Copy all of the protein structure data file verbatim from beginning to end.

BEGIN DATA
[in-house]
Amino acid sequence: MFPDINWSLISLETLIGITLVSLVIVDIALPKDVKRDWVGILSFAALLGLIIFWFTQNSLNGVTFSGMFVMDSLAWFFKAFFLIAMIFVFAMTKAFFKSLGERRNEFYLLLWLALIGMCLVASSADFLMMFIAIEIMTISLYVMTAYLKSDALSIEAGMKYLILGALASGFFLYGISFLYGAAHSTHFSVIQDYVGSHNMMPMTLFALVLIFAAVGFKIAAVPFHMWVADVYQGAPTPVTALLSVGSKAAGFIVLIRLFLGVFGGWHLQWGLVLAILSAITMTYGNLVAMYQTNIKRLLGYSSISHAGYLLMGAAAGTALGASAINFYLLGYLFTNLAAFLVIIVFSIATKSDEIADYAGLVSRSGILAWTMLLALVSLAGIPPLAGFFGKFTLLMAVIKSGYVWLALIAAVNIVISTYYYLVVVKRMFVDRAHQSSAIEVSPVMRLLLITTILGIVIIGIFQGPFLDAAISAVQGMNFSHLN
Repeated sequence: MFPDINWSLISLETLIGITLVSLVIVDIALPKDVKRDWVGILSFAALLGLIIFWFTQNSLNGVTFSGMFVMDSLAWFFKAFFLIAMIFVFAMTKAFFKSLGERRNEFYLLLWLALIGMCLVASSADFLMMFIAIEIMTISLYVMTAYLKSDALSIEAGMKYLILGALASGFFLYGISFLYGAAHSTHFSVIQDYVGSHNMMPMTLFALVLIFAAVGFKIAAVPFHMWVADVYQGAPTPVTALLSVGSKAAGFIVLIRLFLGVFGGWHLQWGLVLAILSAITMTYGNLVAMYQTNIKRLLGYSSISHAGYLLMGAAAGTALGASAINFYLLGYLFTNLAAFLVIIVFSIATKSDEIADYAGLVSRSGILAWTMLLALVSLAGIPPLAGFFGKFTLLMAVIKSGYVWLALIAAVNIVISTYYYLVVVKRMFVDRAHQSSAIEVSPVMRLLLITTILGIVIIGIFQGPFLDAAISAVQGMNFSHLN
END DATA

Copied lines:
[in-house]
Amino acid sequence: MFPDINWSLISLETLIGITLVSLVIVDIALPKDVKRDWVGILSFAALLGLIIFWFTQNSLNGVTFSGMFVMDSLAWFFKAFFLIAMIFVFAMTKAFFKSLGERRNEFYLLLWLALIGMCLVASSADFLMMFIAIEIMTISLYVMTAYLKSDALSIEAGMKYLILGALASGFFLYGISFLYGAAHSTHFSVIQDYVGSHNMMPMTLFALVLIFAAVGFKIAAVPFHMWVADVYQGAPTPVTALLSVGSKAAGFIVLIRLFLGVFGGWHLQWGLVLAILSAITMTYGNLVAMYQTNIKRLLGYSSISHAGYLLMGAAAGTALGASAINFYLLGYLFTNLAAFLVIIVFSIATKSDEIADYAGLVSRSGILAWTMLLALVSLAGIPPLAGFFGKFTLLMAVIKSGYVWLALIAAVNIVISTYYYLVVVKRMFVDRAHQSSAIEVSPVMRLLLITTILGIVIIGIFQGPFLDAAISAVQGMNFSHLN
Repeated sequence: MFPDINWSLISLETLIGITLVSLVIVDIALPKDVKRDWVGILSFAALLGLIIFWFTQNSLNGVTFSGMFVMDSLAWFFKAFFLIAMIFVFAMTKAFFKSLGERRNEFYLLLWLALIGMCLVASSADFLMMFIAIEIMTISLYVMTAYLKSDALSIEAGMKYLILGALASGFFLYGISFLYGAAHSTHFSVIQDYVGSHNMMPMTLFALVLIFAAVGFKIAAVPFHMWVADVYQGAPTPVTALLSVGSKAAGFIVLIRLFLGVFGGWHLQWGLVLAILSAITMTYGNLVAMYQTNIKRLLGYSSISHAGYLLMGAAAGTALGASAINFYLLGYLFTNLAAFLVIIVFSIATKSDEIADYAGLVSRSGILAWTMLLALVSLAGIPPLAGFFGKFTLLMAVIKSGYVWLALIAAVNIVISTYYYLVVVKRMFVDRAHQSSAIEVSPVMRLLLITTILGIVIIGIFQGPFLDAAISAVQGMNFSHLN